Bacalar, Mexico

Written by Don Murray

Mexico’s Caribbean Coast on the Yucatan Peninsula, and its famed Riviera Maya, have become the most popular vacation spots in the entire Caribbean basin. Boasting the well-known destinations of Cancun, Puerto Morelos, Playa del Carmen, Akumal, and Tulum, this area is a vacationer’s paradise (serving over 5 million visitors per year) and home to an increasing number of expats. But if the crowds associated with a huge resort area are not your cup of tea, the small village of Bacalar, two-plus hours south of Tulum, may be the quiet, lakefront retreat you’ve been looking for.

Primarily patronized by Mexican locals, the lakeside village of Bacalar is in the process of being discovered as a destination without the glitz, without the traffic, and without the high-rise resorts and the all-inclusive hustle that has become synonymous with the Riviera Maya. Bacalar’s vibe is decidedly different.

Sitting on the shore of Laguna Bacalar (Lake Bacalar), the village exudes an authentic charm with its small, town square surrounded by family-owned businesses. Spend a little time there and you might find yourself imagining you’re in the Mexican version of Mayberry from the old television series.

Bacalar is a small, totally Mexican village where English is rarely spoken or heard and the U.S. dollar is not accepted. The area oozes charm, supported by a wonderful ice cream store just off the town square. The lakeside resorts remind me of the summer camps of my youth, where kids paddled canoes in sparkling freshwater lakes. Traffic is minimal and crowds are, for now, non-existent (holidays are exceptions). But small and authentically Mexican does not mean totally isolated. In less than 40 minutes, you can be in Chetumal, the sparkling-clean state capital of Quintana Roo with ample shopping, direct access to the Caribbean via the Bay of Chetumal, and good medical care.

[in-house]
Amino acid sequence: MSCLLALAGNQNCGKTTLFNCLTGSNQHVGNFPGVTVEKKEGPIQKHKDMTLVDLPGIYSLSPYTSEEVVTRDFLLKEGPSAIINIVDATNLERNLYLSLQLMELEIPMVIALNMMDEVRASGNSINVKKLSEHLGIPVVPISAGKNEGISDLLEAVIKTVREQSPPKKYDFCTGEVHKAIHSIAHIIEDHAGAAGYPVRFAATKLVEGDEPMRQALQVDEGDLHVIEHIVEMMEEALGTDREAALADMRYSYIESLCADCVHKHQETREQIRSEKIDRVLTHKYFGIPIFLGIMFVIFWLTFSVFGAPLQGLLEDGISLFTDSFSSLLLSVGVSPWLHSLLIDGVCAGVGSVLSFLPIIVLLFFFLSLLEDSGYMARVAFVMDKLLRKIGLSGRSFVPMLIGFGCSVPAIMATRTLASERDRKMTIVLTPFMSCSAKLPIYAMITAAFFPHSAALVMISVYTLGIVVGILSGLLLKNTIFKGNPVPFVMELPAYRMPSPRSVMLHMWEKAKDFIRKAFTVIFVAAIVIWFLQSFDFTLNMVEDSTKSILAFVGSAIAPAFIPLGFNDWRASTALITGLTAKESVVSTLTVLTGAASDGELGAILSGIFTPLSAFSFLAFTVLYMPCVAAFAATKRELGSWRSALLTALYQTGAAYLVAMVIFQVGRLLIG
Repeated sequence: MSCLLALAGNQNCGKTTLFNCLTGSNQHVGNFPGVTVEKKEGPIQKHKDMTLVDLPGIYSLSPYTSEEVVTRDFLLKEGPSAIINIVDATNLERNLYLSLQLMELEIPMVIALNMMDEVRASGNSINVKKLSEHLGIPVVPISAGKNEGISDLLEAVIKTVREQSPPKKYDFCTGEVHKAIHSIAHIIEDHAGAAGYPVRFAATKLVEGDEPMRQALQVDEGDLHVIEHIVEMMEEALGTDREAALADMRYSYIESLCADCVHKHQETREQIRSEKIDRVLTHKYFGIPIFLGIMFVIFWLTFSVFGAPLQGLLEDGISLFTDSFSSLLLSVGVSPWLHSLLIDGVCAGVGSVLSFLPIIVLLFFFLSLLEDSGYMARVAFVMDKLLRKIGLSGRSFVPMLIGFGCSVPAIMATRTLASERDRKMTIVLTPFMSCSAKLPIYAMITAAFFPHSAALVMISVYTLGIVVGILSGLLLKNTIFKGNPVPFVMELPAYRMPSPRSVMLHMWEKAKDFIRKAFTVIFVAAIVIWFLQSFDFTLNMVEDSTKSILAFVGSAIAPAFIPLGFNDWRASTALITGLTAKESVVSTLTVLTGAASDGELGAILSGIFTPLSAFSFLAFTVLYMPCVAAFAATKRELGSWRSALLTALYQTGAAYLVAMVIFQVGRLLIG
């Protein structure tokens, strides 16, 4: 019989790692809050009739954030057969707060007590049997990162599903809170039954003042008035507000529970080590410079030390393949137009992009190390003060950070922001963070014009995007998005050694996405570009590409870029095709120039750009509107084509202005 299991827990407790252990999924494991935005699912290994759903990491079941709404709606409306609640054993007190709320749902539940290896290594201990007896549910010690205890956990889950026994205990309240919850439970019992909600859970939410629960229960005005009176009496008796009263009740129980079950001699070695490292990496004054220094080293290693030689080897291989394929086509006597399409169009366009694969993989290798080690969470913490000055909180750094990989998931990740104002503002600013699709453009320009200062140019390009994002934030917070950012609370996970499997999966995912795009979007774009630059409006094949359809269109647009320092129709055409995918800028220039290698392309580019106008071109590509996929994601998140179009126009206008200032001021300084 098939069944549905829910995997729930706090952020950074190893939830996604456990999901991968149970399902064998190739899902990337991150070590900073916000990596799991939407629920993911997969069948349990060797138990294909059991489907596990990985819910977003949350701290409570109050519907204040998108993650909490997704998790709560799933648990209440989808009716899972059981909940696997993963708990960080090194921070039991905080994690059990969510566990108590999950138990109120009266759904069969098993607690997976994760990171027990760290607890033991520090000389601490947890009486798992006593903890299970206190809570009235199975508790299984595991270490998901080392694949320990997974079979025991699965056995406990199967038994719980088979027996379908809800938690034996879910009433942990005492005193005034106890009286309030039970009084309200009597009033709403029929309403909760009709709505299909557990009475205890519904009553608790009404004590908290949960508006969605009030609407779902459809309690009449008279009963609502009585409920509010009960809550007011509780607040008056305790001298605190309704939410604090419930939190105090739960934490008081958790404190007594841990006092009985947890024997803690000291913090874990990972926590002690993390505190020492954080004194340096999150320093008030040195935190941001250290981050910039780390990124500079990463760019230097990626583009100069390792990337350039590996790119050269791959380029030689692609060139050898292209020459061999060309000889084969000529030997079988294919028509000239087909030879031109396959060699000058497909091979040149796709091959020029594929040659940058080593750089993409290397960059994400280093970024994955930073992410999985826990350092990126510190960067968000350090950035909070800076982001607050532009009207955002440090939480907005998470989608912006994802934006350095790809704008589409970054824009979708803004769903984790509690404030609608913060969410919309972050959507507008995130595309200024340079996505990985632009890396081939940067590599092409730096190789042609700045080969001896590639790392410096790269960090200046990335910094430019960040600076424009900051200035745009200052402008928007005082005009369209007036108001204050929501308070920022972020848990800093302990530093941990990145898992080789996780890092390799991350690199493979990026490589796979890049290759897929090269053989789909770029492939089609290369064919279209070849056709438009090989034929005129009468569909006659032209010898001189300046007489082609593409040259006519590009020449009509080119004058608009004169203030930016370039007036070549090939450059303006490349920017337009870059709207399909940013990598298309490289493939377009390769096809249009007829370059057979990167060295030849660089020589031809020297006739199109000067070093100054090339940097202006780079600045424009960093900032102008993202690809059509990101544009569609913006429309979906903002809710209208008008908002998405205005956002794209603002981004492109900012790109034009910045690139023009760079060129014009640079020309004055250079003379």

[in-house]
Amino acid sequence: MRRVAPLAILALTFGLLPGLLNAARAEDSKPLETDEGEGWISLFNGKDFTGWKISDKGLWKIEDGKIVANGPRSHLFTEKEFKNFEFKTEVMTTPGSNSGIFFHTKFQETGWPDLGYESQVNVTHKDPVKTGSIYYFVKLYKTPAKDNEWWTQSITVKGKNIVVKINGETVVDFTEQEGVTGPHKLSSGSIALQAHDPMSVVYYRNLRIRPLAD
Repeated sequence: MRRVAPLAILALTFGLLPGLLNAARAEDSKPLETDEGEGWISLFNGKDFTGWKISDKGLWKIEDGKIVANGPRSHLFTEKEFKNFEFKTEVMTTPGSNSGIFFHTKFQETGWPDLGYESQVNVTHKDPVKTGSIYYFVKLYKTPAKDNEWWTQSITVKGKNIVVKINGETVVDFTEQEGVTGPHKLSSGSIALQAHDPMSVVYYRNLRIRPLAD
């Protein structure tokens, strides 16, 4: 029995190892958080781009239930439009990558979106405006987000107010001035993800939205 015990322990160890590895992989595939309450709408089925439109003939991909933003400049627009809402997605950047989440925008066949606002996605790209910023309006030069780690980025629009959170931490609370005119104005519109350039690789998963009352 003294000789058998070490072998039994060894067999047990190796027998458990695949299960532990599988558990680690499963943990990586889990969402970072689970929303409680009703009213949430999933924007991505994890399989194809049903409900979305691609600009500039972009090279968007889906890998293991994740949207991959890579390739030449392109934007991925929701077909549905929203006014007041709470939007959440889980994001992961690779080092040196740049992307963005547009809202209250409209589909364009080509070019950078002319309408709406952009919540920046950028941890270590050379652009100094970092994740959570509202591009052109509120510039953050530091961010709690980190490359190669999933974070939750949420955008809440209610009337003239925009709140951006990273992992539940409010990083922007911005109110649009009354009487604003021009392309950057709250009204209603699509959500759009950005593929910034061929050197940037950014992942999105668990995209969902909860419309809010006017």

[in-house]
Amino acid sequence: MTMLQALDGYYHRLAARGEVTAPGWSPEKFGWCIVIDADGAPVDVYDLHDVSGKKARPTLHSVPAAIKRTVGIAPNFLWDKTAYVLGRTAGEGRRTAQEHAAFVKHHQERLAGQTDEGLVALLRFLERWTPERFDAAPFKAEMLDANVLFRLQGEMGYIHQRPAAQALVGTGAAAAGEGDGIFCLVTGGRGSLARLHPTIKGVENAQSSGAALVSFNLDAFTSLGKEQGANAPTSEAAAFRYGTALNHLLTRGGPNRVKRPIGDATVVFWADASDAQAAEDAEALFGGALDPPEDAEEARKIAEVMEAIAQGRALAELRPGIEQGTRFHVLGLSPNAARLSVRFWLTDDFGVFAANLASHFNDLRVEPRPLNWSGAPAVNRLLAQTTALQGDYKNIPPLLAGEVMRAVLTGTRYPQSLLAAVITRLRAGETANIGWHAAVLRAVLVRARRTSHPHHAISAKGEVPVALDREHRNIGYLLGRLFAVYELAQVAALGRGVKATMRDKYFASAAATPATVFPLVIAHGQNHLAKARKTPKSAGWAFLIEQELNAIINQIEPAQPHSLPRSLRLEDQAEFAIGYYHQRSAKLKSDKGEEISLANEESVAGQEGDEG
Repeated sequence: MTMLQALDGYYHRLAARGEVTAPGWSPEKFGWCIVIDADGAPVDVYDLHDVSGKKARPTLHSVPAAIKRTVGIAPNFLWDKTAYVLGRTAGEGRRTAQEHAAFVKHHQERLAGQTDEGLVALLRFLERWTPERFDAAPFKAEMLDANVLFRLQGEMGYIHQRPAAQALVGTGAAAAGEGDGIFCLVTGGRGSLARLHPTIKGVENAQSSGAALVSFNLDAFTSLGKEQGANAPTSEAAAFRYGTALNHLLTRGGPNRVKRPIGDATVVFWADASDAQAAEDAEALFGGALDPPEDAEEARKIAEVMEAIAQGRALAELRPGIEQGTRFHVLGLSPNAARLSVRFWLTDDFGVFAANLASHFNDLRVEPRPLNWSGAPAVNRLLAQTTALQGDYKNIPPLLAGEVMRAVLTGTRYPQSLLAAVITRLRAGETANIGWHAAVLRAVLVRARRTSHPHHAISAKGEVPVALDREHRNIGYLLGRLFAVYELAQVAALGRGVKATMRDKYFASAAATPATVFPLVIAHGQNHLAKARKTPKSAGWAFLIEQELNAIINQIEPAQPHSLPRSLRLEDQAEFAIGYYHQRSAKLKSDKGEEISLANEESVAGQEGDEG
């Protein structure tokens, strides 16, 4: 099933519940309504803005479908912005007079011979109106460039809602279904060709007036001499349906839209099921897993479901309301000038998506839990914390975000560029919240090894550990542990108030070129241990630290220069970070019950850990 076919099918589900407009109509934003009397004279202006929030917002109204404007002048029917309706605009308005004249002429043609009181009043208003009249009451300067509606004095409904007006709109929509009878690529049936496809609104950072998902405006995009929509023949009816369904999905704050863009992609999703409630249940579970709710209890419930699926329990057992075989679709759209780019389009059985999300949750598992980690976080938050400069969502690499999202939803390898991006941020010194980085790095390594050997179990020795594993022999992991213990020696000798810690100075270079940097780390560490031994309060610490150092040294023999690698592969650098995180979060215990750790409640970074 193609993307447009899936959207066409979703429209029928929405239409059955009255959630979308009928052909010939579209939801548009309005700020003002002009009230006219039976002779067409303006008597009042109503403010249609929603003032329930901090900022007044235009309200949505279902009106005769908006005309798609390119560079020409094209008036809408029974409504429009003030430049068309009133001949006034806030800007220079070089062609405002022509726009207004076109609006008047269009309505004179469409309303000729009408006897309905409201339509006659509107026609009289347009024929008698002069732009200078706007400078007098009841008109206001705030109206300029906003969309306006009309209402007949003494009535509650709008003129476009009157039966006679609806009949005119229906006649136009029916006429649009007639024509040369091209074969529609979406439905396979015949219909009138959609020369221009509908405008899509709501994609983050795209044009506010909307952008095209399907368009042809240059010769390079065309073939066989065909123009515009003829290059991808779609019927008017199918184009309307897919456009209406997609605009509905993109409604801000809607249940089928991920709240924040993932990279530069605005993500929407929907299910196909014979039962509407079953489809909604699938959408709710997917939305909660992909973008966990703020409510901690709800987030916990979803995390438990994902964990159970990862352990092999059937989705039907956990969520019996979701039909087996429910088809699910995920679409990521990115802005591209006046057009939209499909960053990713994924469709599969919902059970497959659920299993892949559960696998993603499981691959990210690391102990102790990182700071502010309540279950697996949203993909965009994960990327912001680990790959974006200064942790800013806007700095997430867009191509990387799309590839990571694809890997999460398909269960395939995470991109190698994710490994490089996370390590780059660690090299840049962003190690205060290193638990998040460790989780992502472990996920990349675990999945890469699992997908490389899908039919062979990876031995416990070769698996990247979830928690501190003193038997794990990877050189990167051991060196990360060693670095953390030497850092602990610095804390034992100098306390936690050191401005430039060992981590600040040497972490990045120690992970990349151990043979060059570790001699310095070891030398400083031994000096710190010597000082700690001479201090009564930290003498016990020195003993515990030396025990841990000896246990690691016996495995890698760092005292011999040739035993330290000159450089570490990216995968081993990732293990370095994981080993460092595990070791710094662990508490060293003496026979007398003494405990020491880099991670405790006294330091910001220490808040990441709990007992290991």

Bacalar and the entire Caribbean coast are located on the Yucatan Peninsula. This concentrated region of ample resources, excellent medical care, reliable infrastructure, and plentiful entertainment easily supports a full and economical lifestyle for the many expats who live there. Surrounded on three sides by salt water, (the Caribbean Sea on the east and the Gulf of Mexico to the north and west) this region may be best known for the Riviera Maya and the numerous Maya ruins and cenotes (fresh water sinkholes) throughout the interior.

Travel down the Caribbean Coast (along highway 307) two-and-a-half hours south of Tulum, to find the tiny village of Bacalar, resting on the calm shores of the beautiful lake of the same name. Take the well-marked turn from the main highway and in less than 10 minutes, you will catch your first glimpse of this famous lake.

Laguna Bacalar is one of the country’s most prominent lakes and has long been a favorite of Mexican nationals. Bacalar is about 12 miles inland from the Caribbean Coast and for those not knowing what to expect, Laguna Bacalar (The Lake of Seven Colors) is a doppelganger for the Caribbean Sea. This freshwater lake exactly mimics its spectacular shades of greens and blues. With the exception of several extremely deep sinkholes, which feed fresh water into the lake from an exhaustive underground river system, the rest of the lake is only about four to six feet deep making it possible to wade far into the center of the lake. Watch out for boats, however.